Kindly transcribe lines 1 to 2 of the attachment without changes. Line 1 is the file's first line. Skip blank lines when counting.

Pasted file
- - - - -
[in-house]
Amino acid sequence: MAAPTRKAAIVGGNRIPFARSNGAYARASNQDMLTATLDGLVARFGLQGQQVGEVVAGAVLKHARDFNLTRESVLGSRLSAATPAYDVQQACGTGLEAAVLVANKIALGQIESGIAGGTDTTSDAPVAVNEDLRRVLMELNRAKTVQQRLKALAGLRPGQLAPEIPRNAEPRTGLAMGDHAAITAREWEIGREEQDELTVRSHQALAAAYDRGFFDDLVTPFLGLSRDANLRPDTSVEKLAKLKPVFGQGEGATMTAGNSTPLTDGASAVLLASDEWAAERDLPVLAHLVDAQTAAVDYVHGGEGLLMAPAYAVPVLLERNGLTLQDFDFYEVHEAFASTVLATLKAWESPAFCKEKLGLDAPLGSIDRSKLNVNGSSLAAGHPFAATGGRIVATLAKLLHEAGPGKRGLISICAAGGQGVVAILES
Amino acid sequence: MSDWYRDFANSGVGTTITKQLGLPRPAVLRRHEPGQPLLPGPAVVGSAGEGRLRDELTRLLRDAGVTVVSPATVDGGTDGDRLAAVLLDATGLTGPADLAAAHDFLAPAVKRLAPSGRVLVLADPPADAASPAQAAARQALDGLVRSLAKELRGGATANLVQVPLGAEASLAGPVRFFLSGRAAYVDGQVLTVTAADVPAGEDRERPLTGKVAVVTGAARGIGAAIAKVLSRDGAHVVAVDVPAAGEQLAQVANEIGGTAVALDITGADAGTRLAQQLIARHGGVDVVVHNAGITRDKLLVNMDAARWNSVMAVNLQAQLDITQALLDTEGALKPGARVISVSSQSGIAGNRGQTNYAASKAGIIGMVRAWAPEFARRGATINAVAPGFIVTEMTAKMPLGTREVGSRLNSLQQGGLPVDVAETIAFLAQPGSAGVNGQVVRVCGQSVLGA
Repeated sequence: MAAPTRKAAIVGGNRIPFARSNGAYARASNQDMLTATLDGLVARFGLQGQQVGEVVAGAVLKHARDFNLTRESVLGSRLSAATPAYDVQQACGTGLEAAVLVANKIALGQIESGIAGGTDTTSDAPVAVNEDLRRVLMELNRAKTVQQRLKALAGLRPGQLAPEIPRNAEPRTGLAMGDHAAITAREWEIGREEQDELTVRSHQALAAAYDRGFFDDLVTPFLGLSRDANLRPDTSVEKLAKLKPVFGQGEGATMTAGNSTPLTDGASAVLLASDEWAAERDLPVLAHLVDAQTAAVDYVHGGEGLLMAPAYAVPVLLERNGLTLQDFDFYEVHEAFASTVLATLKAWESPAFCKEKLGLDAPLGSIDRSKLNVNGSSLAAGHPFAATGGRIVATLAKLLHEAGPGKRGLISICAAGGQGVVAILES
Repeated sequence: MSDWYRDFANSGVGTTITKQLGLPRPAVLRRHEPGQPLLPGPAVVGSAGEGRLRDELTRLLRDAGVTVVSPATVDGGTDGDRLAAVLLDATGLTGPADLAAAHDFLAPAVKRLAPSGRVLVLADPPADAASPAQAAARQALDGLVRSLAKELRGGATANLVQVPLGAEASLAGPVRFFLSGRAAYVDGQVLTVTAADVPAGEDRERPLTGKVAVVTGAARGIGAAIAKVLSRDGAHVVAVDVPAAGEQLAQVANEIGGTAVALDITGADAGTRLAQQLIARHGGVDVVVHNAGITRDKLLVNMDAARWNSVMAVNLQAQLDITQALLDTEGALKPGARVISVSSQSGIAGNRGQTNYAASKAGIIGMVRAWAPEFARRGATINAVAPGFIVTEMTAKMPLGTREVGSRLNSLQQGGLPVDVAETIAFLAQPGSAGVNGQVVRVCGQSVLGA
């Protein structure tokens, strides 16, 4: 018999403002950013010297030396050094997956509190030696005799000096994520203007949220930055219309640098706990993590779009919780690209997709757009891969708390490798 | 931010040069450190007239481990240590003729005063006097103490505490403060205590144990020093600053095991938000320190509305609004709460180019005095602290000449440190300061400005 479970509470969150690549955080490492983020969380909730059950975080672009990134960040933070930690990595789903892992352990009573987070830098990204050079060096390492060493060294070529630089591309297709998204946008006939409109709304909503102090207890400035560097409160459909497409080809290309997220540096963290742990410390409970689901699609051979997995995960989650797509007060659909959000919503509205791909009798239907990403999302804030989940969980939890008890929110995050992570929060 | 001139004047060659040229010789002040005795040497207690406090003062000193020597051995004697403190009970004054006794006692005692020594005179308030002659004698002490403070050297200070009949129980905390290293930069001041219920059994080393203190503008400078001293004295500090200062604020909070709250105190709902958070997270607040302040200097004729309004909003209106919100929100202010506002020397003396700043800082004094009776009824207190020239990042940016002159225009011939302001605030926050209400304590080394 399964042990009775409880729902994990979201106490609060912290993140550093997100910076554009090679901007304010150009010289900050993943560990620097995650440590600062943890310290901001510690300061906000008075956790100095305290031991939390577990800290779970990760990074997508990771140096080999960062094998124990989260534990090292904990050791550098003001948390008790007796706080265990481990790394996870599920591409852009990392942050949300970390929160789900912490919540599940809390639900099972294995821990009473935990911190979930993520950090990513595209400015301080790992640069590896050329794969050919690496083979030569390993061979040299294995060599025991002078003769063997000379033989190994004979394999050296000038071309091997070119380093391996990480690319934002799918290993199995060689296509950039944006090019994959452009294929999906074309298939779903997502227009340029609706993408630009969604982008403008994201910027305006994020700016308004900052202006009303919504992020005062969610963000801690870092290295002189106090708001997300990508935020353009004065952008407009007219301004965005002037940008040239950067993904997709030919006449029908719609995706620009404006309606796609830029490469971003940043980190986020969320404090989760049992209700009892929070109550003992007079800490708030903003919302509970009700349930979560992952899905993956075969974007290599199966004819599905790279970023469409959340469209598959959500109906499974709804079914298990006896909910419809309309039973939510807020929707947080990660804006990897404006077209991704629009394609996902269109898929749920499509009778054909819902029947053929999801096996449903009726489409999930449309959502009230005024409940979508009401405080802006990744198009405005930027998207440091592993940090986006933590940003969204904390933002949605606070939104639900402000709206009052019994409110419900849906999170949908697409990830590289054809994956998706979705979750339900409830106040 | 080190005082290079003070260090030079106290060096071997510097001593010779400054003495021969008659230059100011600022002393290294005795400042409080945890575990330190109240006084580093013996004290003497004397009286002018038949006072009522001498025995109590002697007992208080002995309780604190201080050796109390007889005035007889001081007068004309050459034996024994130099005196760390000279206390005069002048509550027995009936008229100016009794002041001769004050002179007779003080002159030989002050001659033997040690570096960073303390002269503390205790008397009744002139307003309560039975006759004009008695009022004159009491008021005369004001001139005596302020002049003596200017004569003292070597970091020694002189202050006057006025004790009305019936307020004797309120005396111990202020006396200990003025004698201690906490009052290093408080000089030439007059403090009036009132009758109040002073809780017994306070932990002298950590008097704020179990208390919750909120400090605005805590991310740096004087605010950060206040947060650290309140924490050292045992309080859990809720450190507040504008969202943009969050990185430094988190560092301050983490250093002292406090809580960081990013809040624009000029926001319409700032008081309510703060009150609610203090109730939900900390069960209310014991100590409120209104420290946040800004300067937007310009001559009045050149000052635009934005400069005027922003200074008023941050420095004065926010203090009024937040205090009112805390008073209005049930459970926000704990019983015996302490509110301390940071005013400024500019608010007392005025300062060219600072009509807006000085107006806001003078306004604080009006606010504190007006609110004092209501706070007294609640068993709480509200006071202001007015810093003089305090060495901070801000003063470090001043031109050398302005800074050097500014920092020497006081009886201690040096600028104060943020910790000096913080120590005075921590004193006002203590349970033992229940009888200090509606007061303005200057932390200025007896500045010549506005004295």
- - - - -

[in-house]
Amino acid sequence: MAAPTRKAAIVGGNRIPFARSNGAYARASNQDMLTATLDGLVARFGLQGQQVGEVVAGAVLKHARDFNLTRESVLGSRLSAATPAYDVQQACGTGLEAAVLVANKIALGQIESGIAGGTDTTSDAPVAVNEDLRRVLMELNRAKTVQQRLKALAGLRPGQLAPEIPRNAEPRTGLAMGDHAAITAREWEIGREEQDELTVRSHQALAAAYDRGFFDDLVTPFLGLSRDANLRPDTSVEKLAKLKPVFGQGEGATMTAGNSTPLTDGASAVLLASDEWAAERDLPVLAHLVDAQTAAVDYVHGGEGLLMAPAYAVPVLLERNGLTLQDFDFYEVHEAFASTVLATLKAWESPAFCKEKLGLDAPLGSIDRSKLNVNGSSLAAGHPFAATGGRIVATLAKLLHEAGPGKRGLISICAAGGQGVVAILES